Since 2017, Factum Foundation has been developing a new surface scanning system and workflow designed specifically for the fine surface texture of flat or semi-flat surfaces such as paintings, murals or sculptural bas-reliefs. The objective is to produce a fast and portable scanner that is capable of recording high resolution 3D surface texture for both digital visualisation and material output.
The scanning system will be based on a technique known as photometric stereo. The method uses computational methods to extract very detailed information about the surface of an object using 2D images taken under differing lighting angles. Factum’s scanning system will integrate data from other 3D recording techniques - such as photogrammetry or time of flight cameras (TOF) – with photometric stereo derived depth maps.
The scanner is in development.
Abhijit Dhanda working on the prototype scanner © Otto Lowe for Factum Foundation
Abhijit Dhanda and Enrique Esteban working on the scanner prototype © Otto Lowe for Factum Foundation
Enrique Esteban working on the photometric scanner © Otto Lowe for Factum Foundation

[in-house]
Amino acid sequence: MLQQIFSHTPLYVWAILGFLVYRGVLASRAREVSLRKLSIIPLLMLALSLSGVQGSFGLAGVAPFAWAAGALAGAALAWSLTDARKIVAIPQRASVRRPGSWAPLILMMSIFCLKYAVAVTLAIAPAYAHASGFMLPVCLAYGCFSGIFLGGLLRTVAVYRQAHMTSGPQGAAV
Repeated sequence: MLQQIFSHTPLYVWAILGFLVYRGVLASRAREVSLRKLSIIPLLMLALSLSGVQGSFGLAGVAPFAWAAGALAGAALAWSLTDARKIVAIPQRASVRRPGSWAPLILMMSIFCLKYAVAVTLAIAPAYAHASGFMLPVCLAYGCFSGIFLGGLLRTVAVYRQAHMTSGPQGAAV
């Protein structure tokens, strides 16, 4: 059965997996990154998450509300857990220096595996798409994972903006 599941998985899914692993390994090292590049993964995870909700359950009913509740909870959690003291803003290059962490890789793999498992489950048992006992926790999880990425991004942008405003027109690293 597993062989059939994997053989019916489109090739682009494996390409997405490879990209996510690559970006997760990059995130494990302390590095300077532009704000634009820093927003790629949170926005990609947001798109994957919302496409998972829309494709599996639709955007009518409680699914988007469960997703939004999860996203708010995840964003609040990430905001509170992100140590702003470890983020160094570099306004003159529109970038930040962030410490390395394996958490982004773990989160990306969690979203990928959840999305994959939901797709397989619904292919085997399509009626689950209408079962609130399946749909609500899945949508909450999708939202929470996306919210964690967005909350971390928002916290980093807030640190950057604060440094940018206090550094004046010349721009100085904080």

Recording tests with the 'standard board'. It contains types of surfaces that commercial 3D scanning systems find difficult to capture © Otto Lowe for Factum Foundation
For more information about our new technologies for cultural heritage digitisation contact email@example.com
The project is being developed by Jorge Cano and Enrique Esteban from the Engineering Department at Factum Foundation and Abhijit Dhanda from the Carleton Immersive Media Studio (CIMS) at Carleton University, Canada. Adam Weigert from CIMS has also made significant contributions to the development. Funding from the Carleton side has been supported by the NSERC Create Heritage Engineering and New Paradigms New Tools grants.